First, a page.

US 3292761 A
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Dec. 20, 1966 A. c. ERPEL 6 TYPEWRITER KEY LEVER AND MOUNT THEREFOR Filed Nov. 4, 1965 /UE]EIL JEIEIEIEHTJEIEI [JEZHZIIZIEIIEIEIEIUEI X INVENTOR Y ADOLPH C- ERPE L.
ATTORNEYS United States Patent '0 3,292,761 TYPEWRITER KEY LEVER AND MOUNT THEREFOR Adolph C. Erpel, Warrington, Pa., assignor to Navigation Computer Corporation, Norristown, Pa., 2 corporation of Pennsylvania Filed Nov. 4, 1965, Ser. No. 506,345 1 Claim. (Cl. 197-82) This invention relates to typewriter keyboard assemblies and, more particularly, it relates to an operational lever assembly for a typewriter key.
In typewriter keyboards the space-bar conventionally is pivoted on long shafts mounted with pivot points far away from the space-bar resulting in a massive assembly with a difierent feel from the other typewriter keys, and requiring a large amount of mounting space. It has been found that this type of mounting assembly significantly limits typing speeds since the response time of the spacebar is thereby slower than top typing speeds attainable when using the other keys.
Furthermore, when using conventional space-bar mounts, the keyboard must be laid out with appropriate clearances for the space-bar mounting assembly and thereby there is little flexibility in keyboard layout variations when used with auxiliary key actuated controls such as desirable with electronic keyboards used to process data in electronic data processing systems.
In typewriters using electronic switches operable by the keys, the keyboard assembly preferably permits room for mounting the switches with normal key spacing in a compact keyboard assembly. However, if a single such switch is used with long space-bars, it must be in an assembly which does not tilt, bind, or stick when depressed at any position along the space-bar.
It is, therefore, one object of this invention to provide a very simple mounting assembly for long space-bars which is confined to the area taken up by the space-bar itself, and which is useful with key-operated electronic switches.
It is another object of this invention to provide a very simple key bar mounting assembly which distributes the finger-tip pressure on the key tops evenly over the length of the bar, so that it does not matter where the bar is depressed, nor will it allow the bar to bind or stick because it is depressed on one end or the other.
It is still another object of this invention to provide a key-bar mounting assembly which prevents the top surface of the bar from tilting to the horizontal while it is being depressed through its downward stroke.
It is still another object of this invention to provide a key-bar mounting assembly which keeps the entire length of the bar longitudinally stable throughout the length of the bar, so that it cannot change its angle in relation to a tight-fitting slot in the panel through which the key-bar emerges.
It is yet another object of this invention to provide a key-bar mounting assembly which is so light in structure that it has a feel and response comparable to the individual small keys, and can also be adjusted to have almost the identical pressure setting of the individual small keys.
All of these basic requirements of (1) an assembly which is confined to the area of the space-bar itself, (2) an assembly which is light enough to have very fast response and light touch, (3) an assembly which will stabilize the finger pressure through its longitudinal or lengthwise axis, (4) an assembly which prevents the bar from tilting from the horizontal during its downward stroke and (5) an assembly which can be moved readily to accommodate any special position on a crowded keyboard, with individual key switches-are met by a key assembly "ice afforded by this invention. This key assembly comprises a key lever holding the ends of the space-bar and pivoted in supports mounted adjacent the space-bar for transmitting force occurring at any point on the space-bar into smooth reciprocating action on a keyswitch actuator shaft mounted intermediate the space-bar without binding and with similar feel to that presented by a regular key directly connected to the keyswitch actuator shaft.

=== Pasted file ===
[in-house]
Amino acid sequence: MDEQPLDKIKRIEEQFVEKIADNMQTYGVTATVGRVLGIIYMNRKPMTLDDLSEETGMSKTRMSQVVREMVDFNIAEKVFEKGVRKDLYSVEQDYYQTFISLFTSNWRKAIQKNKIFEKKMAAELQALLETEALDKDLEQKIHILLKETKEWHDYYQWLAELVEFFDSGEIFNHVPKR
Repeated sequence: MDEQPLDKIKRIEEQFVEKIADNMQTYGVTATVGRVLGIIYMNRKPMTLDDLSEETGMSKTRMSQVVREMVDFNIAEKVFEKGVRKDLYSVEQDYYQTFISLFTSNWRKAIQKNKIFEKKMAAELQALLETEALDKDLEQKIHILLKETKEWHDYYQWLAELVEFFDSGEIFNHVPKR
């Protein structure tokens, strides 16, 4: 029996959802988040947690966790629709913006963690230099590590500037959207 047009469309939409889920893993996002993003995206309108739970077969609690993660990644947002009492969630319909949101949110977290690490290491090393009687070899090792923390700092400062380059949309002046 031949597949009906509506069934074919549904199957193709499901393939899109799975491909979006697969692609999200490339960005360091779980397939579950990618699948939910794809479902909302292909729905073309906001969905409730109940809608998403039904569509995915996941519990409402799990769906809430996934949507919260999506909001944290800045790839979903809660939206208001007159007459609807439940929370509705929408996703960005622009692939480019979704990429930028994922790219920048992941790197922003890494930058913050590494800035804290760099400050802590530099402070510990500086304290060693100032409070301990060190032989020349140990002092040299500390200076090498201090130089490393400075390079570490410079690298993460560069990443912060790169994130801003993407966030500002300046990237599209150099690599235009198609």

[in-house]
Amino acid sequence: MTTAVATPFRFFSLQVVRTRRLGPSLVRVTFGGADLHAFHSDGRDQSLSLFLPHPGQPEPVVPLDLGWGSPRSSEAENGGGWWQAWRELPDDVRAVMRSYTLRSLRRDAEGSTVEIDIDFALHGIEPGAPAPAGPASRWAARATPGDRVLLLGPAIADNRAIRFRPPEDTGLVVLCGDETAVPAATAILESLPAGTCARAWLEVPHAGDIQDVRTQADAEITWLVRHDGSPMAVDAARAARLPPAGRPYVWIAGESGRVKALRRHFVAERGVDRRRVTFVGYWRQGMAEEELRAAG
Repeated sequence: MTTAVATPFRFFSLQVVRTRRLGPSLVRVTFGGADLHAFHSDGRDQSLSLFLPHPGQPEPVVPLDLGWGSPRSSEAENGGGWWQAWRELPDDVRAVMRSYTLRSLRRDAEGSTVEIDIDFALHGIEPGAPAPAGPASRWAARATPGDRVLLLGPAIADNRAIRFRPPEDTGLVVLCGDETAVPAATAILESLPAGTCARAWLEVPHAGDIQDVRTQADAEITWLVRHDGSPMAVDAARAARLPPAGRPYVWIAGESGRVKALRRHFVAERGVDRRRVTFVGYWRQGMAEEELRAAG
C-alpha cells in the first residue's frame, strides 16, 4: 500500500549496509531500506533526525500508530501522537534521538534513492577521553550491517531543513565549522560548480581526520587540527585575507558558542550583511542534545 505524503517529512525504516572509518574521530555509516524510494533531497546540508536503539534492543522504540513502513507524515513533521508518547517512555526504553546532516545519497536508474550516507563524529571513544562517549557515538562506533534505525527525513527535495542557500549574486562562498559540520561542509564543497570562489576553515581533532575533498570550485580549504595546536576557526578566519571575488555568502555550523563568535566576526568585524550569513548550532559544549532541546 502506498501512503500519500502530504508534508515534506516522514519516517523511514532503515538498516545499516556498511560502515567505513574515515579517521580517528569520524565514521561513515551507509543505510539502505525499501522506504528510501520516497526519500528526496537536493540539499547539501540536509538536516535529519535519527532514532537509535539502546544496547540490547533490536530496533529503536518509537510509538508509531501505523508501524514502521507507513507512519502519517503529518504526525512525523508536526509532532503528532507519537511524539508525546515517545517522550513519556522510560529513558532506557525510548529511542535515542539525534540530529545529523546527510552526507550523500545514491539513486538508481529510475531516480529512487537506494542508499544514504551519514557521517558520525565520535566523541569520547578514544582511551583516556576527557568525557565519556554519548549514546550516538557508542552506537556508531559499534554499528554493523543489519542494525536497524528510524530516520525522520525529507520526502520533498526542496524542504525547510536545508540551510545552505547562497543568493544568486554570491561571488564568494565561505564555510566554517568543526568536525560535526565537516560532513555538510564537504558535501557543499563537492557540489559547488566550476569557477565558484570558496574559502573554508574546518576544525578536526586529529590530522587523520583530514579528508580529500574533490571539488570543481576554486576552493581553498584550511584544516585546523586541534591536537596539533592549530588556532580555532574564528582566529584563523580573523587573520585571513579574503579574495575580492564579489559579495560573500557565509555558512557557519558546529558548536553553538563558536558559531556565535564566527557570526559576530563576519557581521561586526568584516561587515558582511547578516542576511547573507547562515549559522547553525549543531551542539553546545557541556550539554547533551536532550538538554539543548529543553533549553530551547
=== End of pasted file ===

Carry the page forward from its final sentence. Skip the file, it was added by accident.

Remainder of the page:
Further features of the invention will be described in detail in the following specification with reference to the accompanying drawing, in which:
FIGURE 1 shows a general plan view of .a typical electronic keyboard with individual switches which has the long space-bar confined between other functioning keys;
FIGURE 2 is a perspective fragmental view of the individual space bar mounting assembly; and
FIGURE 3 is a fragmentary sketch of the mechanism with related vectors showing distribution of force throughout the mechanism.
As shown in FIGURE 1, the space-bar 5 is assembled in a typical keyboard array 6 with special operating keys 7, 8, 9, 10, and 11 aligned on either end of the space-bar 5. This is a typical array for an electronic typewriter keyboard which operates a data processing system, for example, Where special keys 7, 8, 9, 10, and 11 might indicate instructions such as automatic, delete, stop, start, etc.
Each of the keys 5, 7, etc. extends through'a closely fitting aperture in sloping housing panel 15 -to operate keyswitches mounted therebelow. Thus, as shown in FIGURE 2, an electrical keyswitch assembly 16 is provided under the panel 15, which might be for example, the type shown in the copending application of Adolph Erpel for Keyboard Switch, Serial No. 369,446, filed May 22, 1964, now US. Patent No. 3,244,847. This electric keyswitch 16, which is spring biased in its upward position, is mounted on a panel 17 generally parallel to the top of the housing panel 15, and has an extending actuating shaft 18 vertically disposed for operating the switch when the space-bar 5 is depressed. Thus, the keyswitch shaft 18 is afiixed to the space-bar 5 at an intermediate position such as by friction fit of the shaft 18 into a corresponding mating recessed portion 19 of the space-bar 5.